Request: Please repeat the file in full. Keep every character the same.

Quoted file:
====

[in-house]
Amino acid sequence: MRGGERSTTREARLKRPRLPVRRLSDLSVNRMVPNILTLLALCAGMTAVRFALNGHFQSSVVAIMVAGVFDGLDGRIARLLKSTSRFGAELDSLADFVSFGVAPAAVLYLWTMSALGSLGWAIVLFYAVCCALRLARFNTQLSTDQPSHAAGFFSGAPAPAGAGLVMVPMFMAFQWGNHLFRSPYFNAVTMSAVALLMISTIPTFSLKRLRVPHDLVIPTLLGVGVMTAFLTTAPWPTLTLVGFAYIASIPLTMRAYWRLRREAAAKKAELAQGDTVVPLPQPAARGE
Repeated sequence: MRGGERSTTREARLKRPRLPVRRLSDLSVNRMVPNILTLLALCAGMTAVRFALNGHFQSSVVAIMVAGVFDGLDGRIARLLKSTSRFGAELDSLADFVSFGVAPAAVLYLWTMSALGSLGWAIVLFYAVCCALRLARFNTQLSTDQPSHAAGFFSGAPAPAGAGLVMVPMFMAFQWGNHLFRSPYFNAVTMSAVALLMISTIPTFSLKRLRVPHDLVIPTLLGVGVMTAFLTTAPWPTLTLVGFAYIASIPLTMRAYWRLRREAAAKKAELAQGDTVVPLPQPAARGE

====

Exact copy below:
[in-house]
Amino acid sequence: MRGGERSTTREARLKRPRLPVRRLSDLSVNRMVPNILTLLALCAGMTAVRFALNGHFQSSVVAIMVAGVFDGLDGRIARLLKSTSRFGAELDSLADFVSFGVAPAAVLYLWTMSALGSLGWAIVLFYAVCCALRLARFNTQLSTDQPSHAAGFFSGAPAPAGAGLVMVPMFMAFQWGNHLFRSPYFNAVTMSAVALLMISTIPTFSLKRLRVPHDLVIPTLLGVGVMTAFLTTAPWPTLTLVGFAYIASIPLTMRAYWRLRREAAAKKAELAQGDTVVPLPQPAARGE
Repeated sequence: MRGGERSTTREARLKRPRLPVRRLSDLSVNRMVPNILTLLALCAGMTAVRFALNGHFQSSVVAIMVAGVFDGLDGRIARLLKSTSRFGAELDSLADFVSFGVAPAAVLYLWTMSALGSLGWAIVLFYAVCCALRLARFNTQLSTDQPSHAAGFFSGAPAPAGAGLVMVPMFMAFQWGNHLFRSPYFNAVTMSAVALLMISTIPTFSLKRLRVPHDLVIPTLLGVGVMTAFLTTAPWPTLTLVGFAYIASIPLTMRAYWRLRREAAAKKAELAQGDTVVPLPQPAARGE